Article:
Maizuru is a city in Kyoto Prefecture with a population of about 80,000. This municipality launched a project to revitalize its community by forming a partnership with OMRON. As introduced in Part I, the project aimed to create a system for restoring the relationship of mutual assistance, which seems to be lost in the modern age. For this project, OMRON Corporation's Innovation Exploring Initiative HQ (IXI), which is tasked with creating innovation to address potential social needs, assumed the role of the hub.
Part II highlights IXI to explain how this project moved forward.
One of the features of the Maizuru Project is that its team consists of a diverse variety of people. From OMRON, nine members joined the project team, including project leader Miki Yokota, who was introduced in Part I. The team also includes Michie Uno and Kazunori Saijo, both tasked with designing business concepts at IXI. Other team members include specialists in renewable energy such as solar power, and infrastructure monitoring such as surveillance of rivers. The team also includes experts in public relations and other areas.
From the beginning, it was difficult to set up a cross-divisional project team because of barriers between business divisions. This is an issue that is typical of a large enterprise such as OMRON. According to Uno of IXI, "Our weakness in cross-divisional linkage caused a wasteful situation at OMRON. Although individual members were very talented in their respective fields, OMRON couldn't combine their capabilities together."
She continues, "IXI provides a platform to promote innovation driven by social needs by setting up a cross-divisional team, which was formerly difficult to realize. This is the most important role of IXI."
Project leader Yokota adds, "IXI is a cluster of various talent, technologies, and information. With the Maizuru Project, we are challenging ourselves to creating a system for residents to help one another. We were able to identify this challenge because IXI assigned specialists in different fields as members of our project team, leveraging their extensive personal connections both in and out of OMRON."
As both members stressed, the presence of IXI itself is serving as the driver for the Maizuru Project.
Kazuma Tateishi, founder of OMRON, was committed to the challenge of creating innovations to address potential issues of society as a startup company. However, as OMRON's business grew, the trial-and-error process tended to occur only along the extension of existing businesses. OMRON realized the need for going back to basics, and sought to increase the frequency of trial-and-error experiments for the OMRON Group as a whole by transcending the boundaries of business divisions. This is the background of IXI, which was established to serve as the innovation platform for all divisions of the OMRON Group.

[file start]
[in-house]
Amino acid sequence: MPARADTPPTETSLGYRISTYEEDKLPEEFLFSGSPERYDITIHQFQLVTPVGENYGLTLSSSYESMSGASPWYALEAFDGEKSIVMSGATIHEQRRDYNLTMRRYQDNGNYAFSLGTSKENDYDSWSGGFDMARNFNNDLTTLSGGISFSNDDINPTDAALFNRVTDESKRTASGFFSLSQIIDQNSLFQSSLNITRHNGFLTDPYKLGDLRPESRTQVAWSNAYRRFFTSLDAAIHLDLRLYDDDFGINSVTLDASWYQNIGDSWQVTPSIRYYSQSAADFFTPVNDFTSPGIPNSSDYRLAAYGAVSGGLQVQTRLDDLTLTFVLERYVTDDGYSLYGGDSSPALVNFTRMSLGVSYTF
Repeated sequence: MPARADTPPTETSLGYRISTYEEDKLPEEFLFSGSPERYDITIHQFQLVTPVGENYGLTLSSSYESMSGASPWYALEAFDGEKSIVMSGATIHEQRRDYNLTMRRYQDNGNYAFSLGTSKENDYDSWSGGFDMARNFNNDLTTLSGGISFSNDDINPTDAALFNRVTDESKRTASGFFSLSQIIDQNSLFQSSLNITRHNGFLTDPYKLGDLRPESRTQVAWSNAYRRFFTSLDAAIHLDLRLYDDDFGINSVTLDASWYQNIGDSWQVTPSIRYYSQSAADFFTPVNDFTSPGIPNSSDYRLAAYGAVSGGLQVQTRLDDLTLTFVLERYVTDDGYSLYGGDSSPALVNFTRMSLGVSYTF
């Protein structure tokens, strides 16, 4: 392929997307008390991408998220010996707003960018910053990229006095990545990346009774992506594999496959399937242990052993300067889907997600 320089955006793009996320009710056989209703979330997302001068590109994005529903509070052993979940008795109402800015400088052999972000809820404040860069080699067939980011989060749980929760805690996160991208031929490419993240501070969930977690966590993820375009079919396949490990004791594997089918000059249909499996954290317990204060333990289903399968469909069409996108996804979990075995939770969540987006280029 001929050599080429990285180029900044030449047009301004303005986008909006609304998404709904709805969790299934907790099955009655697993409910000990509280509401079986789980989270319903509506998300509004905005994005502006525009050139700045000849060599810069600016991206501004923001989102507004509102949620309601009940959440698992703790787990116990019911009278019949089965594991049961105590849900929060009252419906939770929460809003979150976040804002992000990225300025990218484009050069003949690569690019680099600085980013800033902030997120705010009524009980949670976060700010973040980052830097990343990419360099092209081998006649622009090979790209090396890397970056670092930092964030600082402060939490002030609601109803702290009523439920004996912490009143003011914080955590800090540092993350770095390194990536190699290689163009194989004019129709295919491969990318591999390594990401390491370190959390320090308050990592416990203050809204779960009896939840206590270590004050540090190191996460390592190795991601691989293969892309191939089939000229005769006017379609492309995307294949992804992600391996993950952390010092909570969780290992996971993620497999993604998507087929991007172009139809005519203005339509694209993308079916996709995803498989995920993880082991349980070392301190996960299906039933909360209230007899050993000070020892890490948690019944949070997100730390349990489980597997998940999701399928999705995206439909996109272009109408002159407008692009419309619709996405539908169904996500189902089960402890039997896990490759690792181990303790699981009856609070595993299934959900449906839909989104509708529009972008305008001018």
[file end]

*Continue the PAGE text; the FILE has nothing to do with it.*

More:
"Innovation can arise only from a trial-and-error approach, and IXI is an organization that provides full support for this approach, because it serves as the basis for innovation," says Kazunori Saijo, another IXI specialist who joined the Maizuru Project.
By incorporating knowledge and ideas contributed by members in a wide range of fields, issues can be explored from a broader perspective and addressed from new angles. With the Maizuru Project, the identification of issues began with an overnight camp involving Maizuru City officials and OMRON members. There, they engaged in lively discussions on a range of topics with different degrees of scale, from the lack of streetlights to natural disasters to the decreasing population. The team members also listened carefully to feedback from members of the local mama volleyball team and elderly residents.
After these activities were initiated, all team members including Saijo attended meetings twice a week for two months to make hypotheses based on the issues of Maizuru City. They then thoroughly verified the validity of each hypothesis.
"Creating various hypotheses and repeatedly verifying them let us clearly identify the negative spiral that Maizuru City was experiencing. The drop in earning power of local industries and the decreasing population caused tax revenues to decline, while the aging of the population placed an increasing financial burden on the city. All these factors together will eventually make the city unable to provide residents with sufficient public service," says Saijo.
After three months of planning, the team defined the desired form of Maizuru City in 2030. Starting from there, they backcasted to identify necessary solutions, focusing on five themes: Energy, Cashless Economy, Town Security, Health, and Harmonious Coexistence, which were also mentioned in Part I. In particular, "Harmonious Coexistence" was a theme that could not have been developed without experts from a wide variety of fields joining forces.
Serving as an OMRON Group-wide platform to create innovation driven by social needs, IXI is committed to driving the evolution of OMRON itself and generating new value. In which direction will the Maizuru Project be heading? Is it possible to take the knowledge and expertise accumulated through this project, and spread it to other municipalities across Japan as well? The endeavor to meet this challenge has just begun.